Wednesday, July 1, 2015

Baba Yaga

Been doing a lot of research on Baba Yaga lately.  Not only is she part of this crazy idea I have for a bunch of linked witch adventures, she has been a key, if background, figure in my games for years.

S5 The Dancing Hut of Baba Yaga
This is the official/unofficial continuation of the famous S series. I picked this one up because it was about Baba Yaga and my kids have gone through all the S modules now.
This module is for 2nd Ed AD&D and from the earlier days of that system.  I "feels" like a late 80s adventure instead of a mid 90s one (1995).  I think in part this has to do with it's origins and that the Roger Moore Dragon magazine (March 1984) article about Baba Yaga's hut was still on people's minds at the time.
This adventure is more plot driven than the other S series adventures.  Baba Yaga is more of a defined character than say Acererak or Drelnza.  In fact she is presented in much of the same manner as Strahd was in Castle Ravenloft.  Though there is the assumption that the PCs wont be so stupid as to attack her.  Could the right group do it? Sure, but that is not the fun of this adventure.  The fun here is investigating her magical hut and finding things that might be unique in your world.
The Hut itself is almost a mini-campaign world, complete with it's own rules of magic and control over the daylight and nighttime hours.
Each level of the hut is designed for different level of characters. It does recall some of the "funhouse" dungeons of the S series in terms of what is being offered but there is some logic applied to most of the rooms.  Others unfortunately feel like filler.
It is a fun adventure, but not one that really lives up to the S legacy or the potential of Baba Yaga herself.
4 out of 5 Stars

Folkloric - Baba Yaga, the First Setting in Rassiya
This 67 page book (minus covers, OGL and table of contents) is simply packed full of material for playing Baba Yaga.  First we have some background on the witch herself including stats. We are also treated to a number of NPCs that have entered the witch's stories over the years.  The book is written for D&D 3.0 edition, but the stats are so few that it could be easily used with any edition, or any game really.  And you will want too because there is a lot here.  This is book has guides to her hut, the lands that surround it, what happens to those lands and those that come into them.  There is even tips on role-playing the witch.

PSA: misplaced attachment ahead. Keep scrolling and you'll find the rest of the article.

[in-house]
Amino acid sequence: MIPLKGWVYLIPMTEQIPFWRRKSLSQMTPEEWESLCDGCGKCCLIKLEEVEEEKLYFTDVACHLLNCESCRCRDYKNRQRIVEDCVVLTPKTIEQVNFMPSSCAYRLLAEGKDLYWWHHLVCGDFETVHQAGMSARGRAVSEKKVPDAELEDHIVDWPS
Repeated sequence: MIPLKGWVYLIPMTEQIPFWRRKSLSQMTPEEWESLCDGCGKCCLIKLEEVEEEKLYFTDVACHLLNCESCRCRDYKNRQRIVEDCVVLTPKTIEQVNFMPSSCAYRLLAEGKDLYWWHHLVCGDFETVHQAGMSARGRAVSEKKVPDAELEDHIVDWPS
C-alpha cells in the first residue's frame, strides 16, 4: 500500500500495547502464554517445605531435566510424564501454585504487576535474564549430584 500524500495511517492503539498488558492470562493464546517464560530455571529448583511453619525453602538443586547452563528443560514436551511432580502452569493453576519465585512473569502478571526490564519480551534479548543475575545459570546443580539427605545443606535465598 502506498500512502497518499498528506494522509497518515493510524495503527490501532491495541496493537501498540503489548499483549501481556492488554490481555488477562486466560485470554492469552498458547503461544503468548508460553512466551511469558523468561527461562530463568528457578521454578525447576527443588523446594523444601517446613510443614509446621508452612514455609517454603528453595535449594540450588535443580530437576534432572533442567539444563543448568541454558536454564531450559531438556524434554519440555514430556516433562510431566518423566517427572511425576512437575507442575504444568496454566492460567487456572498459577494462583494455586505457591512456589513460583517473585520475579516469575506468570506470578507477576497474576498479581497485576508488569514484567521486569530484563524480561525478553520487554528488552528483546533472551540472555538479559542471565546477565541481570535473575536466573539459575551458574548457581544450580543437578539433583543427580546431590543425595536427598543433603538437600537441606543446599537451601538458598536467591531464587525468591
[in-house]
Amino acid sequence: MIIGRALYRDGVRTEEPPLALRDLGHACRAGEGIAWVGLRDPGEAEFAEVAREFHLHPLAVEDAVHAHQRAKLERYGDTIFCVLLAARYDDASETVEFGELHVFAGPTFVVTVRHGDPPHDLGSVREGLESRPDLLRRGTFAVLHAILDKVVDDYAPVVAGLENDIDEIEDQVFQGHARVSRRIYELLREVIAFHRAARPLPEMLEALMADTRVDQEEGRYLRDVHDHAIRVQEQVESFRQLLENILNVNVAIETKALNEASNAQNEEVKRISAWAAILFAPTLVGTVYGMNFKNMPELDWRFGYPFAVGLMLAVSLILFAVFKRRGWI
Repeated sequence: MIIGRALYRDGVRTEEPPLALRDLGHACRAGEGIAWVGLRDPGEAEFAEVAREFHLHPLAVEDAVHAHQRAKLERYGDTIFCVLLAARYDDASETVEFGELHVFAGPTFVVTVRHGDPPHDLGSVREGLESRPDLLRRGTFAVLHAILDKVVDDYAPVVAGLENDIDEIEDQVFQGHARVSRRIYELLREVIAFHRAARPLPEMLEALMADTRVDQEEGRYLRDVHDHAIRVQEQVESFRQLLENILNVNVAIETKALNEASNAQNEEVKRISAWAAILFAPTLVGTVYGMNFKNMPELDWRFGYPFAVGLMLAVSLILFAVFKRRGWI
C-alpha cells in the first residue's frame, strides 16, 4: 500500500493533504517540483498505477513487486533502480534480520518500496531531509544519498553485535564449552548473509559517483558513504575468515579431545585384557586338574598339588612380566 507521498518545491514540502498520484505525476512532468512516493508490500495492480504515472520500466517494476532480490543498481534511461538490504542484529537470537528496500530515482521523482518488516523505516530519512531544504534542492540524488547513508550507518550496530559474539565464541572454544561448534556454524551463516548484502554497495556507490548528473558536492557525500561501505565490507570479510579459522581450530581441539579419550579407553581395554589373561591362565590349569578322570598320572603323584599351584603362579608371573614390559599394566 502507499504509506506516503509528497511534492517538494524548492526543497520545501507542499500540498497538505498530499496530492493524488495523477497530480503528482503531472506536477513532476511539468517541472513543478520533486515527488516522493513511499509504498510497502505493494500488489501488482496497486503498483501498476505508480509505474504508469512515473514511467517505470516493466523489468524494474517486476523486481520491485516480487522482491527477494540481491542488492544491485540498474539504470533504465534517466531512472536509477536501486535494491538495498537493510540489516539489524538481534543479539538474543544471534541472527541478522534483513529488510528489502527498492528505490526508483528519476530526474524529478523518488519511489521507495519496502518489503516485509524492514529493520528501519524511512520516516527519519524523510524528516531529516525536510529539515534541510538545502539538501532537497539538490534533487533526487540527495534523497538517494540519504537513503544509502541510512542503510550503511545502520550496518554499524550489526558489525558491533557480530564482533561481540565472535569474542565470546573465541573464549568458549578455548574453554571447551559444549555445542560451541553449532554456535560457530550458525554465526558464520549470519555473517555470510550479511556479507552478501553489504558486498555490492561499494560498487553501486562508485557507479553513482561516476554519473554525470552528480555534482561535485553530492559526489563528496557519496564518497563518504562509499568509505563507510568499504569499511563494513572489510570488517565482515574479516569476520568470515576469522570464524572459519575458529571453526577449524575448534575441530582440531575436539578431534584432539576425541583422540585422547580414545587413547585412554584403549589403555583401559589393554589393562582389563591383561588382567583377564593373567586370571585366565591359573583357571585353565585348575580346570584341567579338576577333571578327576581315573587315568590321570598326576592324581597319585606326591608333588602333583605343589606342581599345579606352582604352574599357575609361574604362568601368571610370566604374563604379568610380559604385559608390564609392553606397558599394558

This really is an indispensable guide.
5 out of 5 Stars

Baba Yaga: Queen of the Wicked Fens
For 4th Edition D&D.  Good little Baba Yaga workup for any level/tier of play.
Lots of attention to the myths of Baba Yaga were paid attention to, but their could have been more.
The art is only ok, and I would have liked to have seen more of the magic items and stories surrounding her.
3 out of 5 Stars

LFNE Goodie Bags #2: Baba Yaga's Children
A supplement for the Little Fears Nightmare Edition game.  Little Fears has always been one of the games people talk about more than play in my opinion. Though that could just be my experience about not getting to play it as much as I like.  This book is 15 pages, but only about 9 of it is content.  Don't get me wrong, the art is great and really sets a good tone.  Baba Yaga's children are a "Creeper" or a child turned into a monster.  The monster in question of course is Baba Yaga.
I love the idea for LFNE, but I REALLY want to try this out in D&D and other games too.  The rules of Little Fears are easy enough that conversion is really a breeze.
4 out of 5 stars

Baba Yaga's Hut
This is not an adventure or a book but a papercraft model.  One of the first I have gotten from Fat Dragon.
This was an easy-ish little model to build and it really looks quite nice.  I love being able to display this with the minis while we are playing. When we are done with our Baba Yaga adventures then this is going on my shelf with my little witch minis.
5 out of 5 stars

Seven Leagues roleplaying game of Faerie
A lot of games take on faerie tales. A lot of games deal with the lands of faerie too. But this is one of the very, very few games that takes place in and about the land of faerie.  Seven Leagues is a simple game (mechanics wise) for playing in all sorts of faerie tale situations.  I say it is simple, only because the mechanics are. Roll a d12, add or minus appropriate modifiers and get a 13 or better for a success.
There are a few attributes, called Virtures (Hand, Heart and Head) and the rest are like qualities or Charms (in this game), "Strong as a horse", "Tough hide", "can't be hit" and so on.  You can play an ogre, a sprite, a magical tree or even a talking animal.  You also take a negative "Taboo".  Your high concept or class as it were is called an Aspect.
Browsing through this beautiful 126 page pdf I saw influences from Greek myth, Grimm Fairy Tales, folklore from all over Europe and elements they all have in common.
There is a heavy role-playing and story-telling element to this I really like.  You are encouraged, by way of your character creation, to get invested in your character.
Honestly this is a great game to teach kids or use it as a primer on how to run a Faerie-based game for any other system.
For the price it is a steal.
5 out of 5 stars

Lost Treasures: Curiosities from the Dancing Hut
This was written for the Fortune's Fool RPG, but is written in such a way that it can be easily adapted to any game.   This gave me some great ideas for using the D&D version of Baba Yaga's hut. Plus I also want to check out the Fortune's Fool game as well.
4 out of 5 Stars

1 comment:

JB said...

Wow...that is a lot of Baba Yaga. I had no idea so many books had been inspired by the Little Grandmother. Thanks for the list!

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